Célia da Costa Pereira

Learn More
This paper proposes a framework for planning under uncertainty given a partially known initial state and a set of actions having nondeterministic (disjunctive) eeects, some being more possible (normal) than the others. The problem, henceforth called possibilistic planning problem, is represented in an extension of the STRIPS formalism in which the initial(More)
We address the issue, in cognitive agents, of possible loss of previous information, which later might turn out to be correct when new information becomes available. To this aim, we propose a framework for changing the agent's mind without erasing forever previous information, thus allowing its recovery in case the change turns out to be wrong. In this new(More)
A rational agent adopts (or changes) its goals when new information (beliefs) becomes available or its desires (e.g., tasks it is supposed to carry out) change. In conventional approaches to goal generation in which a goal is considered as a " particular " desire, a goal is adopted if and only if all conditions leading to its generation are satisfied. It is(More)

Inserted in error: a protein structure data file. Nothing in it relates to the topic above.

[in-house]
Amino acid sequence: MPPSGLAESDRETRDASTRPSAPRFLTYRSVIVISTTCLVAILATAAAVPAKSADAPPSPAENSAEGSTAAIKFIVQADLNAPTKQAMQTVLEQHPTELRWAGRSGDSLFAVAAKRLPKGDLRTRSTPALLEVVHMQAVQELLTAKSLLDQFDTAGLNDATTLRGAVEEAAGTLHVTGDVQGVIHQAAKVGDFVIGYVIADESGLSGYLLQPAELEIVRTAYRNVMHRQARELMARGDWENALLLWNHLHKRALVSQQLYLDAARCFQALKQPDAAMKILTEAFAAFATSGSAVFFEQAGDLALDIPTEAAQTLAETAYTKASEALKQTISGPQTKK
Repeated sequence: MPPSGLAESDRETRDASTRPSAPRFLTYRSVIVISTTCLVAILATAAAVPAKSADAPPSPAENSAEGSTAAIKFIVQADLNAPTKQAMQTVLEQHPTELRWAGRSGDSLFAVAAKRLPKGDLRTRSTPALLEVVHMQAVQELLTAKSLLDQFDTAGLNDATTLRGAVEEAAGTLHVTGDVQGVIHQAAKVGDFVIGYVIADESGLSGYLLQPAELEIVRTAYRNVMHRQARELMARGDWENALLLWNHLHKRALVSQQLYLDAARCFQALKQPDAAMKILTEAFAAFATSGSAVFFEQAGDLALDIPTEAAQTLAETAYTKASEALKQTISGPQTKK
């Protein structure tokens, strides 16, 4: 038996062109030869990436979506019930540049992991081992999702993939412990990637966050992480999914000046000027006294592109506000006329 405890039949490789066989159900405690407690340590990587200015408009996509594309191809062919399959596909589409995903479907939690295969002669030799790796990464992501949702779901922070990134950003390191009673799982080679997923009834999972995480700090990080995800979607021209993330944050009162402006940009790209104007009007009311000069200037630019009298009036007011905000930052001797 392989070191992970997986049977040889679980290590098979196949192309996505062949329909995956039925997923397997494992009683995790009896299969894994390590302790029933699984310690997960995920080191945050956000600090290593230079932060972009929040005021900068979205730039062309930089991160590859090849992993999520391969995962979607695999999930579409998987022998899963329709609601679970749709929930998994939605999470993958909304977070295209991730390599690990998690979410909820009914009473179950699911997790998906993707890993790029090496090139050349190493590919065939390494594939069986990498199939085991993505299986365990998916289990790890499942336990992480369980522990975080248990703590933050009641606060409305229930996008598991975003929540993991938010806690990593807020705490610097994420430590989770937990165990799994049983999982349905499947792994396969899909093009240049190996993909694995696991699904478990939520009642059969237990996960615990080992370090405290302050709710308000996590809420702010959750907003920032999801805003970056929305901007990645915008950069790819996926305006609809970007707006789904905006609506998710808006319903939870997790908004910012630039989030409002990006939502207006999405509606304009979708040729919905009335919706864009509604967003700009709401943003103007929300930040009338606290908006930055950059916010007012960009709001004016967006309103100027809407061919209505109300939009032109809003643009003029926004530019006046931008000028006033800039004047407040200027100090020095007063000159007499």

A possibilistic approach of planning under uncertainty has been developed recently. It applies to problems in which the initial state is partially known and the actions have graded nondeterministic eeects, some being more possible (normal) than the others. The uncertainty on states and eeects of actions is represented by possibility distributions. The paper(More)
We propose an integrated theoretical framework, grounded in possibility theory, to account for all the aspects involved in representing and changing beliefs, representing and generating justified desires , and selecting goals based on current and uncertain beliefs about the world, and the preferences of the agent. Beliefs and desires of a cognitive agent(More)
We study the interplay between argumentation and belief revision within the MAS framework. When an agent uses an argument to persuade another one, he must consider not only the proposition supported by the argument, but also the overall impact of the argument on the beliefs of the addressee. Different arguments lead to different belief revisions by the(More)